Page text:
Traits Machiavellianism and psychopathy were positively linked to tendencies toward unspecified IUD in both samples and males and females. Regarding the associations between tendencies toward specific IUDs and the dark triad of personality, no significant associations were found in males (at least not passing correction procedures for multiple testing). In females, trait Machiavellianism/psychopathy and tendencies toward Internet-shopping disorder, trait psychopathy, and tendencies toward Internet-pornography-use disorder as well as trait Machiavellianism and tendencies toward Internet-communication disorder were significantly positively correlated [at least one of the (sub)scales assessing the respective specific IUD was significantly associated with the respective dark triad trait even after correction procedures for multiple testing]. No robust pattern of associations between trait narcissism and unspecified/specific forms of IUD could be observed across (sub)samples.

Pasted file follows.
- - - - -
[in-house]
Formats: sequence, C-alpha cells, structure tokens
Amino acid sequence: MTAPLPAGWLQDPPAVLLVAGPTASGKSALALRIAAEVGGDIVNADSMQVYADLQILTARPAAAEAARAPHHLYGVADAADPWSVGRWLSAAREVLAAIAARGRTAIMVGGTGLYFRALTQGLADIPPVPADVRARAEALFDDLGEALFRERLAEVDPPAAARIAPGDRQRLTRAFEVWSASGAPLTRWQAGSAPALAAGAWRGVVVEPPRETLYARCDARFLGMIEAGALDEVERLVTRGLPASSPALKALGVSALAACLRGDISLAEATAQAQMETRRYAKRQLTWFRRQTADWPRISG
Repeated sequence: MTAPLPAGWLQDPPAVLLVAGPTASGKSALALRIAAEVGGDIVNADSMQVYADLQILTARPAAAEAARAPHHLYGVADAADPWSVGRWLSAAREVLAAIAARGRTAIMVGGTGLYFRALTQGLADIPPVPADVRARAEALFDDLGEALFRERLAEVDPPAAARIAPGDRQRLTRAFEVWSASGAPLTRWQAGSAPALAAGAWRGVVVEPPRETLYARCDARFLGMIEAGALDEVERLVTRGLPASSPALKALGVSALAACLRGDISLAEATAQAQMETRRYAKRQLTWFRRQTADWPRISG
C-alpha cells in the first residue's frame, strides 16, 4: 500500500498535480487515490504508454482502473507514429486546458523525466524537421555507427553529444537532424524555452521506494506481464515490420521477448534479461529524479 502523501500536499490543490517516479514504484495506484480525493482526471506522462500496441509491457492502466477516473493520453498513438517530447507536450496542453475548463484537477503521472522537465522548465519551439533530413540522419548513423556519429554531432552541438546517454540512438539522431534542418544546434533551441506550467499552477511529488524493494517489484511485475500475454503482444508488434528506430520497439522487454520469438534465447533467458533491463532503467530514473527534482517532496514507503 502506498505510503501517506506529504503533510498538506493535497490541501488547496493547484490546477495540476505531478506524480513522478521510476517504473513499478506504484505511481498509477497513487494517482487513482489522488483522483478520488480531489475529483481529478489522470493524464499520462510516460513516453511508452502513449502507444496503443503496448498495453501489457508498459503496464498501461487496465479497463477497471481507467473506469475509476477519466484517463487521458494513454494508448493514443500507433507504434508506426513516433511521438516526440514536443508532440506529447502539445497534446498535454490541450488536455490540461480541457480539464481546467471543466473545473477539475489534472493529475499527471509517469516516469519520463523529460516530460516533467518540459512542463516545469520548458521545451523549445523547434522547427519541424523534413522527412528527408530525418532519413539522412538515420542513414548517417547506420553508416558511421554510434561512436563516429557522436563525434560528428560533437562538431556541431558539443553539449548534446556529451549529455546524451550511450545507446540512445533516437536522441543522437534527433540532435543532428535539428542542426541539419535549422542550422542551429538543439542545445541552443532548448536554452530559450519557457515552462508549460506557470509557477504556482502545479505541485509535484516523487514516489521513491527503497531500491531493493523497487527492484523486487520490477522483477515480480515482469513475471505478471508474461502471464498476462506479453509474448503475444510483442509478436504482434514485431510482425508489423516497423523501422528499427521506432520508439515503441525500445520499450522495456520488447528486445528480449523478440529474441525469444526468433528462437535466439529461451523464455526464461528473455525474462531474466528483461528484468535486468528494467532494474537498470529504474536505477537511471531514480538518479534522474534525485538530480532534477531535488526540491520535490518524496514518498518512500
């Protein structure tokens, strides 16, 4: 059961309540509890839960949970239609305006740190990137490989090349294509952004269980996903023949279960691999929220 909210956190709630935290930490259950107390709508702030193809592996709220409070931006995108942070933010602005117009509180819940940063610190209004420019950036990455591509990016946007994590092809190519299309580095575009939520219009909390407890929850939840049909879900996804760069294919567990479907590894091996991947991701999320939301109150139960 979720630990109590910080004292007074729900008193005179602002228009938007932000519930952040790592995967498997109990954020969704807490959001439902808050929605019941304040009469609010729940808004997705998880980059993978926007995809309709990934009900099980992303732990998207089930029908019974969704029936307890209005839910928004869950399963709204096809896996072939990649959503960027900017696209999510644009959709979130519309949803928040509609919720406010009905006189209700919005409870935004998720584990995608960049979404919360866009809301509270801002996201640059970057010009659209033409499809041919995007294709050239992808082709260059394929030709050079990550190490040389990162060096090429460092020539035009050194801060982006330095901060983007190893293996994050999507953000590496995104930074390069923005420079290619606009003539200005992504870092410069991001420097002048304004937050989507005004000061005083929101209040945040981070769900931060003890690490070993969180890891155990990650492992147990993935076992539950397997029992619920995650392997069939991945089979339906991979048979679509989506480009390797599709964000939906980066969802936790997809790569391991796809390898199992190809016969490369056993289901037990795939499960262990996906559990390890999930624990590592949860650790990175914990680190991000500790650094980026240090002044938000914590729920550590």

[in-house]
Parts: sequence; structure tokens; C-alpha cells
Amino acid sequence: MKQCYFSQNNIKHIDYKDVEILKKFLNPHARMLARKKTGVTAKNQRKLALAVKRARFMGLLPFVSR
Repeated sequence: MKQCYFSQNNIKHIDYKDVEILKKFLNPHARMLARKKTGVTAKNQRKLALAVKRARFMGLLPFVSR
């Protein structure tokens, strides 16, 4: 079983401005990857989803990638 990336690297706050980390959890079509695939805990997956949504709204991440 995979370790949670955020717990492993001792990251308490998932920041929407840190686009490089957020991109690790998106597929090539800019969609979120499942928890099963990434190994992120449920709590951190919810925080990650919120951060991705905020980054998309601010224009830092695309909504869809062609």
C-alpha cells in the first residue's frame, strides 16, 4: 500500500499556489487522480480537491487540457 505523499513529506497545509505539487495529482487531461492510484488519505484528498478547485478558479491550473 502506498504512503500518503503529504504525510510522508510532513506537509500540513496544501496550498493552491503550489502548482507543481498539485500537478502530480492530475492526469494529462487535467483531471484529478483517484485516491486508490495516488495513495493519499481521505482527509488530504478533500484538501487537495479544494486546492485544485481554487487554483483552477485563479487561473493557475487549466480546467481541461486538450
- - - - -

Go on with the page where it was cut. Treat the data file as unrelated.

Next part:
Discussion and conclusions

These results indicate positive associations of the traits Machiavellianism and psychopathy (on a subclinical level) with tendencies toward IUD, especially unspecified IUD. The associations with tendencies toward specific forms of IUD seem more complex with differential personality correlates for each specific IUD. These associations need to be replicated.

Introduction